The Aftermath of 9-11
The horrific events of September 11, 2001 have left an indelible
impression that will live in our collective psyche forever.
Over the next few weeks we will bury those who lost their
lives to such barbaric acts of terrorism. On some level the
United States will reach out and punish those responsible
and we will try to gain a sense of normalcy and order once
again. As journalists you have responded and performed yeomanís
work given the difficult circumstances in which you operate.
But things will never be as they once were, especially when
it comes to flying. Once things settle and youíre able to
grasp the magnitude of what youíve been covering, many of
you will have a very real and understandable fear of flying.
That fear will be exacerbated as the United States responds
militarily to this attack. Will our enemies retaliate? If
they donít retaliate it wonít be for a lack of trying. Increased
security at that nationís airports will do nothing to alleviate
those fears. Gone are the days of curbside baggage check-in
or escorting a loved one directly to the gate before departure.
Car searches, restricted parking, and identification checks
are just some of the many new, and necessary restrictions
to make air travel safe. All of these changes will serve as
a constant reminder of the tragic events in New York, Washington,
DC and Pennsylvania. I urge you to take comfort in these changes
rather than fear them.
No matter how many statistics you see on the safety of air
travel over the next few days, none of it will help you cope
with the emotional pull caused by this tragedy. Your logic,
reasoning and rational mind will give way to your emotions
and the terrible images of planes used as weapons.
According to Dr. John Tassey, a psychologist at the VA Hospital
in Oklahoma City, and a member of that cityís response to
bombing of the Alfred P. Murrah Federal Building, people exposed
to traumatic situations need to recognize that they may experience
periods of abnormal behavior. That behavior could include
heightened anxiety or emotional numbing. Certainly most journalists
will feel emotional numbing as a means to accomplish the gruesome
task of reporting this story.
Dr. Tassey says these reactions are entirely normal. Itís
important to let other people know how youíre feeling. This
is not the time to be hero reporters trying to hide your emotions
in the interest of getting the story. Talking will help the
psychological healing process. Fellow journalists, family
members and clergy can offer comfort and reassurance. If none
of this works, seek professional help. I strongly urge all
newsrooms to make counseling available to my fellow journalists.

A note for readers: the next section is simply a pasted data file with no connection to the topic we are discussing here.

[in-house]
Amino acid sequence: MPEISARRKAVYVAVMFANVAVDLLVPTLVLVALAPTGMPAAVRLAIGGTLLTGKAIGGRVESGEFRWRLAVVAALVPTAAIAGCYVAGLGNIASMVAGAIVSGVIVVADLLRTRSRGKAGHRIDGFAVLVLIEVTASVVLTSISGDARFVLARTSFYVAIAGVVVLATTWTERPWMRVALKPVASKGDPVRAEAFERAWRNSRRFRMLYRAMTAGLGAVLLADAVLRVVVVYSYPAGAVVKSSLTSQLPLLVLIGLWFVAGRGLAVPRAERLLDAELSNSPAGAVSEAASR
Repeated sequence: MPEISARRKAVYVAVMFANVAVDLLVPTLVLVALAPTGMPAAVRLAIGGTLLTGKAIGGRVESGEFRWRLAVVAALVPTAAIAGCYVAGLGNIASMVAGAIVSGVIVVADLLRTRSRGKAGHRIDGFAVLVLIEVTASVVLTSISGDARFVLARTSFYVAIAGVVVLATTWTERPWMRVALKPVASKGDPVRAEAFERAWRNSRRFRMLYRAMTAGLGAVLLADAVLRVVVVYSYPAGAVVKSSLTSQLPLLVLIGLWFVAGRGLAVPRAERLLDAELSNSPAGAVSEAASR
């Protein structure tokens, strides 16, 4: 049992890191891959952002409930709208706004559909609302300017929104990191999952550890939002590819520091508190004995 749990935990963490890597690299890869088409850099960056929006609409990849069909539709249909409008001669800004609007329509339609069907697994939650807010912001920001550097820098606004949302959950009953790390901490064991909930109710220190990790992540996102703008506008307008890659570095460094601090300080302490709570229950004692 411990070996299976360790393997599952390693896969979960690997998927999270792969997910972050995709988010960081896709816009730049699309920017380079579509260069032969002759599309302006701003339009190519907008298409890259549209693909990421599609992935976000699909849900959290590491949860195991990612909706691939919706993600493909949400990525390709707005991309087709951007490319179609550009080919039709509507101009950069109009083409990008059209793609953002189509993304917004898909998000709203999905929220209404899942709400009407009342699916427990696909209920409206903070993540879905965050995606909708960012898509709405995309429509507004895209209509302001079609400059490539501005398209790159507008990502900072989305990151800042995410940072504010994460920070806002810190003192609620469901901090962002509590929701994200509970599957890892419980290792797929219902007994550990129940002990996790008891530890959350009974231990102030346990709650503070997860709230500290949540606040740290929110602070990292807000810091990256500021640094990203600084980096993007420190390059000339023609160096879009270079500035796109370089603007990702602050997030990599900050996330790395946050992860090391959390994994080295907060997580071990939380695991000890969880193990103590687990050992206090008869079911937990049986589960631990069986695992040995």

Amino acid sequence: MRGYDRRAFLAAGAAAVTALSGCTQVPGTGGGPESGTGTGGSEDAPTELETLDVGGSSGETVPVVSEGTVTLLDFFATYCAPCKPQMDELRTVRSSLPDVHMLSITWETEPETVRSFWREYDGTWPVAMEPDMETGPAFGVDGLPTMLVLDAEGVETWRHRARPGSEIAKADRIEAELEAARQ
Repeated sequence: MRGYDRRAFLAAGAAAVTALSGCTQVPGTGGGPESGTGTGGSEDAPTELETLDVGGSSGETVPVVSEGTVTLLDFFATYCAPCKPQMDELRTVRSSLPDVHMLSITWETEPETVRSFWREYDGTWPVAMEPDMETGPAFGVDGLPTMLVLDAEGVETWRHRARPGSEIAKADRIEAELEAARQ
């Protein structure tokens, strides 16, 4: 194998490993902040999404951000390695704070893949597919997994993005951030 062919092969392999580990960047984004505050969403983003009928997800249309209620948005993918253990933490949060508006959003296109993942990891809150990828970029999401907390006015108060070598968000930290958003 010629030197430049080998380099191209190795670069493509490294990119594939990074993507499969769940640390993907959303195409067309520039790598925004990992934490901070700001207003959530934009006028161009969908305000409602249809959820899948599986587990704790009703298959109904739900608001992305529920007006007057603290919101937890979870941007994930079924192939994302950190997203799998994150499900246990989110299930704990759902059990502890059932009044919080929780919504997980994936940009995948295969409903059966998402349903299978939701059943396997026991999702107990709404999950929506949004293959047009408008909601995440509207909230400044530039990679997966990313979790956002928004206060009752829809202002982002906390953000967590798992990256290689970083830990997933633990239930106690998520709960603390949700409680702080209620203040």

Reporters are the eyes and ears of the American public and
your ability to perform will require all the strength you
When it comes to flying you may feel a heightened sense of
anxiety for several years to come. This feeling of anxiety
will be increased by what you perceive as a loss of control.
Regardless of whether itís rational or not, the moment you
saw those planes hit at Americasí heartland, your sense of
control was lost. Unlike a car, once weíre on a plane control
is transferred to others to include the pilot and the flight
attendants. Once those doors are closely its no longer easy
to just get up and leave. Itís important to recognize that
you do have control over how you react and respond. Talk things
out with fellow passengers and flight attendants. Try as best
you can to focus on the many times youíve traveled in the
past with absolutely no problem.
Some, if not all of you will be assessing the risk involved
with flying. Journalists can gather statistics on the safety
of flying at a moments notice. Resist the temptation to use
those statistics to rationalize your fears. Flying is still
the safest means of transportation. To combat this anxiety,
I urge you to challenge your perceptions of reality. Tackle
it head on and donít shy away from it.
This is the most difficult article Iíve ever written. I feel
like Iím dispensing information to the most well informed
group of people in the world. I remember from my days in television
news, I would go out and cover a tragedy like it had no effect
on my life. I would try to act invincible. It was only later,
in the privacy of my home that I would confront and try to
rationalize all that had happen. It was cathartic to talk
things out with others. I only offer this advice as a means
to remind you that we are all humans. Although we have jobs
to do, we must not deny ourselves the opportunity to grieve
or deal with our fears.
As a travel expert, I have spent the past several days fighting
my own demons. I cannot detach myself, as hard as I try, without
shedding a tear for the victims or getting angry at the cowardice
of our attackers. I am a human being, a husband, a father
and an American before Iím a travel expert and reporter. Itís
ok to shed a tear, get angry or feel anxious as the nationís
skies open to air travel once again. I cannot separate myself
from who I am no more than I can erase the events of September
11, 2001 from my mind. . To deny myself these emotions is
to deny who I am.
My initial knee-jerk reaction to this tragedy was a combination
of shock, horror and fear. I spent the next few days talking
about my fears with family and friends. I came to the realization
that those cowardly bastards who perpetrated this attack would
like nothing better than for me and you to stop flying. When
the opportunity presents itself, I will be on the next plane
to wherever I need to go with the knowledge and understanding
that air travel is still the safest and quickest form of transportation
on the planet.